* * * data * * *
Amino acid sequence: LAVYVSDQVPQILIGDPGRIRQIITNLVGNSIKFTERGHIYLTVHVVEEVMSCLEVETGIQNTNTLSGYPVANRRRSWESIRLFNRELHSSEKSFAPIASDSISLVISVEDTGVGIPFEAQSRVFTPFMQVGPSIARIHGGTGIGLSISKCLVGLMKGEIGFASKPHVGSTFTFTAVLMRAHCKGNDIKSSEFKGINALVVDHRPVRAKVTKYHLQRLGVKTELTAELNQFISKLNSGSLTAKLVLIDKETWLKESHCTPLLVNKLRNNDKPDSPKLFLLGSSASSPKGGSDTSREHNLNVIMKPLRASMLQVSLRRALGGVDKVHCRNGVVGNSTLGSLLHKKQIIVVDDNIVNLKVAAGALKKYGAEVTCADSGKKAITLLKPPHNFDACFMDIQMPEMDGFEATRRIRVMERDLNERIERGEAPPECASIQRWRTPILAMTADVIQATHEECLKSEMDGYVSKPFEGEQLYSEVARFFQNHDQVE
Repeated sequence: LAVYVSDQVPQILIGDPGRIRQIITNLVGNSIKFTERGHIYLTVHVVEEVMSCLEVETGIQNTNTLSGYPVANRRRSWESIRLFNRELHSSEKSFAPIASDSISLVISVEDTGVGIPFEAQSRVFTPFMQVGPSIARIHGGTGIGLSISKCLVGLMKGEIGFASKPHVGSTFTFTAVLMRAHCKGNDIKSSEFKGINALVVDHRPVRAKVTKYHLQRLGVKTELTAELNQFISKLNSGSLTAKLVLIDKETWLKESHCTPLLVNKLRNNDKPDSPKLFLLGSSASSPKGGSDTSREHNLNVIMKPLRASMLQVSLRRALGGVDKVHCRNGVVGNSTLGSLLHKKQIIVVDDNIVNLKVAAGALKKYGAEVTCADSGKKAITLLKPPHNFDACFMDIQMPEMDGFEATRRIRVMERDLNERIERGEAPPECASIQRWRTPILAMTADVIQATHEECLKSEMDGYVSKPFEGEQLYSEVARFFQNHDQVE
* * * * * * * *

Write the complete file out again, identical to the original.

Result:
Amino acid sequence: LAVYVSDQVPQILIGDPGRIRQIITNLVGNSIKFTERGHIYLTVHVVEEVMSCLEVETGIQNTNTLSGYPVANRRRSWESIRLFNRELHSSEKSFAPIASDSISLVISVEDTGVGIPFEAQSRVFTPFMQVGPSIARIHGGTGIGLSISKCLVGLMKGEIGFASKPHVGSTFTFTAVLMRAHCKGNDIKSSEFKGINALVVDHRPVRAKVTKYHLQRLGVKTELTAELNQFISKLNSGSLTAKLVLIDKETWLKESHCTPLLVNKLRNNDKPDSPKLFLLGSSASSPKGGSDTSREHNLNVIMKPLRASMLQVSLRRALGGVDKVHCRNGVVGNSTLGSLLHKKQIIVVDDNIVNLKVAAGALKKYGAEVTCADSGKKAITLLKPPHNFDACFMDIQMPEMDGFEATRRIRVMERDLNERIERGEAPPECASIQRWRTPILAMTADVIQATHEECLKSEMDGYVSKPFEGEQLYSEVARFFQNHDQVE
Repeated sequence: LAVYVSDQVPQILIGDPGRIRQIITNLVGNSIKFTERGHIYLTVHVVEEVMSCLEVETGIQNTNTLSGYPVANRRRSWESIRLFNRELHSSEKSFAPIASDSISLVISVEDTGVGIPFEAQSRVFTPFMQVGPSIARIHGGTGIGLSISKCLVGLMKGEIGFASKPHVGSTFTFTAVLMRAHCKGNDIKSSEFKGINALVVDHRPVRAKVTKYHLQRLGVKTELTAELNQFISKLNSGSLTAKLVLIDKETWLKESHCTPLLVNKLRNNDKPDSPKLFLLGSSASSPKGGSDTSREHNLNVIMKPLRASMLQVSLRRALGGVDKVHCRNGVVGNSTLGSLLHKKQIIVVDDNIVNLKVAAGALKKYGAEVTCADSGKKAITLLKPPHNFDACFMDIQMPEMDGFEATRRIRVMERDLNERIERGEAPPECASIQRWRTPILAMTADVIQATHEECLKSEMDGYVSKPFEGEQLYSEVARFFQNHDQVE